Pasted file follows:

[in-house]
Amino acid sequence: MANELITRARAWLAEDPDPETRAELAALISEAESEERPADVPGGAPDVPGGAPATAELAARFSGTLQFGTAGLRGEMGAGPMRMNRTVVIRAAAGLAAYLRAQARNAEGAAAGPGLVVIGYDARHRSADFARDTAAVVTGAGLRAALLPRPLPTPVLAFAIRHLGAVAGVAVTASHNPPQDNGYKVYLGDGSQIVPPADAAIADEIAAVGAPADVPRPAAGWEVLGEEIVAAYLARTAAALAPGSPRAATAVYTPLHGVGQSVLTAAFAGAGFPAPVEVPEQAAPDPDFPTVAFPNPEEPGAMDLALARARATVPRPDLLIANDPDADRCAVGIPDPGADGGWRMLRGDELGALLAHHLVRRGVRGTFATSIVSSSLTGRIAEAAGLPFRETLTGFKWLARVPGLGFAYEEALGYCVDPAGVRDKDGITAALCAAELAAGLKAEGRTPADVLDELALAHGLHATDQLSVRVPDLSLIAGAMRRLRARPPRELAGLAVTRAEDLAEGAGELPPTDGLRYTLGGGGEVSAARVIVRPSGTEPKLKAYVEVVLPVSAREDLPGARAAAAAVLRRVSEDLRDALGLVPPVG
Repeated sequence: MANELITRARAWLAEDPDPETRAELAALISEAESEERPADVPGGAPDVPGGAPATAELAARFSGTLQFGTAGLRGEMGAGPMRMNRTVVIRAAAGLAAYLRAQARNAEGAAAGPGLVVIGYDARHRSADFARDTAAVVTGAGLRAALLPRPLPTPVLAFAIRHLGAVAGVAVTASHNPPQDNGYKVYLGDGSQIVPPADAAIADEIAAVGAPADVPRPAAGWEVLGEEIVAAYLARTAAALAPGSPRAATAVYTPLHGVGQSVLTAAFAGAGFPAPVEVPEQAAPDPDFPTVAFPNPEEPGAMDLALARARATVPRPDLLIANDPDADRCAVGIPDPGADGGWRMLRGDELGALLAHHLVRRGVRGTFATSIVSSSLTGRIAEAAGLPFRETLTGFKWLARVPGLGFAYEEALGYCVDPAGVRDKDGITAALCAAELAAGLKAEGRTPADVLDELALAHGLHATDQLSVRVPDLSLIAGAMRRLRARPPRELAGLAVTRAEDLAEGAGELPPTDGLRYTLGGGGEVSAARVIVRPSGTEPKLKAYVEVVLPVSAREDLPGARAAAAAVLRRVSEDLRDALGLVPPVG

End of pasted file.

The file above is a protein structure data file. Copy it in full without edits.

[in-house]
Amino acid sequence: MANELITRARAWLAEDPDPETRAELAALISEAESEERPADVPGGAPDVPGGAPATAELAARFSGTLQFGTAGLRGEMGAGPMRMNRTVVIRAAAGLAAYLRAQARNAEGAAAGPGLVVIGYDARHRSADFARDTAAVVTGAGLRAALLPRPLPTPVLAFAIRHLGAVAGVAVTASHNPPQDNGYKVYLGDGSQIVPPADAAIADEIAAVGAPADVPRPAAGWEVLGEEIVAAYLARTAAALAPGSPRAATAVYTPLHGVGQSVLTAAFAGAGFPAPVEVPEQAAPDPDFPTVAFPNPEEPGAMDLALARARATVPRPDLLIANDPDADRCAVGIPDPGADGGWRMLRGDELGALLAHHLVRRGVRGTFATSIVSSSLTGRIAEAAGLPFRETLTGFKWLARVPGLGFAYEEALGYCVDPAGVRDKDGITAALCAAELAAGLKAEGRTPADVLDELALAHGLHATDQLSVRVPDLSLIAGAMRRLRARPPRELAGLAVTRAEDLAEGAGELPPTDGLRYTLGGGGEVSAARVIVRPSGTEPKLKAYVEVVLPVSAREDLPGARAAAAAVLRRVSEDLRDALGLVPPVG
Repeated sequence: MANELITRARAWLAEDPDPETRAELAALISEAESEERPADVPGGAPDVPGGAPATAELAARFSGTLQFGTAGLRGEMGAGPMRMNRTVVIRAAAGLAAYLRAQARNAEGAAAGPGLVVIGYDARHRSADFARDTAAVVTGAGLRAALLPRPLPTPVLAFAIRHLGAVAGVAVTASHNPPQDNGYKVYLGDGSQIVPPADAAIADEIAAVGAPADVPRPAAGWEVLGEEIVAAYLARTAAALAPGSPRAATAVYTPLHGVGQSVLTAAFAGAGFPAPVEVPEQAAPDPDFPTVAFPNPEEPGAMDLALARARATVPRPDLLIANDPDADRCAVGIPDPGADGGWRMLRGDELGALLAHHLVRRGVRGTFATSIVSSSLTGRIAEAAGLPFRETLTGFKWLARVPGLGFAYEEALGYCVDPAGVRDKDGITAALCAAELAAGLKAEGRTPADVLDELALAHGLHATDQLSVRVPDLSLIAGAMRRLRARPPRELAGLAVTRAEDLAEGAGELPPTDGLRYTLGGGGEVSAARVIVRPSGTEPKLKAYVEVVLPVSAREDLPGARAAAAAVLRRVSEDLRDALGLVPPVG